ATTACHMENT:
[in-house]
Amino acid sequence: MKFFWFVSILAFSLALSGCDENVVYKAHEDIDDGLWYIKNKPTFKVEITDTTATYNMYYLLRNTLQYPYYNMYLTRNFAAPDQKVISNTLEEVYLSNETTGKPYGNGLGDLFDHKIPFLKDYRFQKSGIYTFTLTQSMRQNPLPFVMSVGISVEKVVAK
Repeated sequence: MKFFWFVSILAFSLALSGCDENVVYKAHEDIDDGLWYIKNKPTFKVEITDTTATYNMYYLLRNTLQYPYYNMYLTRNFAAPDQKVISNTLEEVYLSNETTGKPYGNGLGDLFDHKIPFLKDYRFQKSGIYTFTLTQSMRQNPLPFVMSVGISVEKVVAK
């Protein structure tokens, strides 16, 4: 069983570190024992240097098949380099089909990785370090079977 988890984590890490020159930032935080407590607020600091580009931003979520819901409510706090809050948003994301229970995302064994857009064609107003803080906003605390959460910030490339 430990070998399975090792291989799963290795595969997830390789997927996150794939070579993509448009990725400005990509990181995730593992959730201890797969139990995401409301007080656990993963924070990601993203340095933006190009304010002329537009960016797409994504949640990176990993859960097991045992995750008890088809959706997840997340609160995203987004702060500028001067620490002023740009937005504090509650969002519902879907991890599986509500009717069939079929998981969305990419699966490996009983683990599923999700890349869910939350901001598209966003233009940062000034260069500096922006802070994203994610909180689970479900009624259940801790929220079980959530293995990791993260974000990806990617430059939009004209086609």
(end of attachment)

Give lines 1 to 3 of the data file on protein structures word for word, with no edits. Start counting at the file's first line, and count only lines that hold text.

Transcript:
[in-house]
Amino acid sequence: MKFFWFVSILAFSLALSGCDENVVYKAHEDIDDGLWYIKNKPTFKVEITDTTATYNMYYLLRNTLQYPYYNMYLTRNFAAPDQKVISNTLEEVYLSNETTGKPYGNGLGDLFDHKIPFLKDYRFQKSGIYTFTLTQSMRQNPLPFVMSVGISVEKVVAK
Repeated sequence: MKFFWFVSILAFSLALSGCDENVVYKAHEDIDDGLWYIKNKPTFKVEITDTTATYNMYYLLRNTLQYPYYNMYLTRNFAAPDQKVISNTLEEVYLSNETTGKPYGNGLGDLFDHKIPFLKDYRFQKSGIYTFTLTQSMRQNPLPFVMSVGISVEKVVAK